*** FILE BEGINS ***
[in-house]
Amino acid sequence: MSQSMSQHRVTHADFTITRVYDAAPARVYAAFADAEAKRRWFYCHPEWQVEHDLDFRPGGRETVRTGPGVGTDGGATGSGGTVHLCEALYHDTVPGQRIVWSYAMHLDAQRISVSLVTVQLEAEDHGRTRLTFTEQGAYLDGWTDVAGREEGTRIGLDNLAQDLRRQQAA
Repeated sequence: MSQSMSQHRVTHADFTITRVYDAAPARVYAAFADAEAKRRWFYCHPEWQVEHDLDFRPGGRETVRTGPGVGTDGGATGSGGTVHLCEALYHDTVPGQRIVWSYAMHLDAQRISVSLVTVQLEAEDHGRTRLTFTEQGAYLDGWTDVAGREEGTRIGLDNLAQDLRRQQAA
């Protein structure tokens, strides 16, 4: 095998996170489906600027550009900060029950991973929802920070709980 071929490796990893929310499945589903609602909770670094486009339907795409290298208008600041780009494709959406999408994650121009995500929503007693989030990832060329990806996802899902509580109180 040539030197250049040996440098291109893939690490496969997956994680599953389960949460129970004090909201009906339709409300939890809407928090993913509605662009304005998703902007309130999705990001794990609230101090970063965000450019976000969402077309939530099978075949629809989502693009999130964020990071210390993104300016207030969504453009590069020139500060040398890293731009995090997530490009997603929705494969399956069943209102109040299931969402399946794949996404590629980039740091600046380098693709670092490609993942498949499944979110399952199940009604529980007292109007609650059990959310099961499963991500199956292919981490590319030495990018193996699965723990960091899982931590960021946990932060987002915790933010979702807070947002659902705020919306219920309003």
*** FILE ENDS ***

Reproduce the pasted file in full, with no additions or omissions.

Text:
[in-house]
Amino acid sequence: MSQSMSQHRVTHADFTITRVYDAAPARVYAAFADAEAKRRWFYCHPEWQVEHDLDFRPGGRETVRTGPGVGTDGGATGSGGTVHLCEALYHDTVPGQRIVWSYAMHLDAQRISVSLVTVQLEAEDHGRTRLTFTEQGAYLDGWTDVAGREEGTRIGLDNLAQDLRRQQAA
Repeated sequence: MSQSMSQHRVTHADFTITRVYDAAPARVYAAFADAEAKRRWFYCHPEWQVEHDLDFRPGGRETVRTGPGVGTDGGATGSGGTVHLCEALYHDTVPGQRIVWSYAMHLDAQRISVSLVTVQLEAEDHGRTRLTFTEQGAYLDGWTDVAGREEGTRIGLDNLAQDLRRQQAA
């Protein structure tokens, strides 16, 4: 095998996170489906600027550009900060029950991973929802920070709980 071929490796990893929310499945589903609602909770670094486009339907795409290298208008600041780009494709959406999408994650121009995500929503007693989030990832060329990806996802899902509580109180 040539030197250049040996440098291109893939690490496969997956994680599953389960949460129970004090909201009906339709409300939890809407928090993913509605662009304005998703902007309130999705990001794990609230101090970063965000450019976000969402077309939530099978075949629809989502693009999130964020990071210390993104300016207030969504453009590069020139500060040398890293731009995090997530490009997603929705494969399956069943209102109040299931969402399946794949996404590629980039740091600046380098693709670092490609993942498949499944979110399952199940009604529980007292109007609650059990959310099961499963991500199956292919981490590319030495990018193996699965723990960091899982931590960021946990932060987002915790933010979702807070947002659902705020919306219920309003």